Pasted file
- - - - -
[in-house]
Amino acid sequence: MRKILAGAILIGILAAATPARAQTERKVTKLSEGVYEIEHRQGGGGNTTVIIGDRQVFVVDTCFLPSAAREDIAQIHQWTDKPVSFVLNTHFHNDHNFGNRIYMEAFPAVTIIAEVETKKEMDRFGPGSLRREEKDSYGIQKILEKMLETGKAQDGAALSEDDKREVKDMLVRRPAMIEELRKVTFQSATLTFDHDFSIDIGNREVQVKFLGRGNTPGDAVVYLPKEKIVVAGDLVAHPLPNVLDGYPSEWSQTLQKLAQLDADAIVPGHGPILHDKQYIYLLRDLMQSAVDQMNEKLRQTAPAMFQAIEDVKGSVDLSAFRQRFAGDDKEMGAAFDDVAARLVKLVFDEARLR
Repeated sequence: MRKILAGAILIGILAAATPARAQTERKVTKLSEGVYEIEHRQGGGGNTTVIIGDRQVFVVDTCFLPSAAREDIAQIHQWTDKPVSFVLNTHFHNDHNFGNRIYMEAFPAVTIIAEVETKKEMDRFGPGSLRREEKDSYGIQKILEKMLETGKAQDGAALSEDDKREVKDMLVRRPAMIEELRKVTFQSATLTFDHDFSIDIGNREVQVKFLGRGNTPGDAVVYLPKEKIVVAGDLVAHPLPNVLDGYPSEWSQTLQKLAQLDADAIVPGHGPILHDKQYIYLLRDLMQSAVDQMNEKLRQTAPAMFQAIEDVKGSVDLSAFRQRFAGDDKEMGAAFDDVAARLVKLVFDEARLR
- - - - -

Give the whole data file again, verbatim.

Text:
[in-house]
Amino acid sequence: MRKILAGAILIGILAAATPARAQTERKVTKLSEGVYEIEHRQGGGGNTTVIIGDRQVFVVDTCFLPSAAREDIAQIHQWTDKPVSFVLNTHFHNDHNFGNRIYMEAFPAVTIIAEVETKKEMDRFGPGSLRREEKDSYGIQKILEKMLETGKAQDGAALSEDDKREVKDMLVRRPAMIEELRKVTFQSATLTFDHDFSIDIGNREVQVKFLGRGNTPGDAVVYLPKEKIVVAGDLVAHPLPNVLDGYPSEWSQTLQKLAQLDADAIVPGHGPILHDKQYIYLLRDLMQSAVDQMNEKLRQTAPAMFQAIEDVKGSVDLSAFRQRFAGDDKEMGAAFDDVAARLVKLVFDEARLR
Repeated sequence: MRKILAGAILIGILAAATPARAQTERKVTKLSEGVYEIEHRQGGGGNTTVIIGDRQVFVVDTCFLPSAAREDIAQIHQWTDKPVSFVLNTHFHNDHNFGNRIYMEAFPAVTIIAEVETKKEMDRFGPGSLRREEKDSYGIQKILEKMLETGKAQDGAALSEDDKREVKDMLVRRPAMIEELRKVTFQSATLTFDHDFSIDIGNREVQVKFLGRGNTPGDAVVYLPKEKIVVAGDLVAHPLPNVLDGYPSEWSQTLQKLAQLDADAIVPGHGPILHDKQYIYLLRDLMQSAVDQMNEKLRQTAPAMFQAIEDVKGSVDLSAFRQRFAGDDKEMGAAFDDVAARLVKLVFDEARLR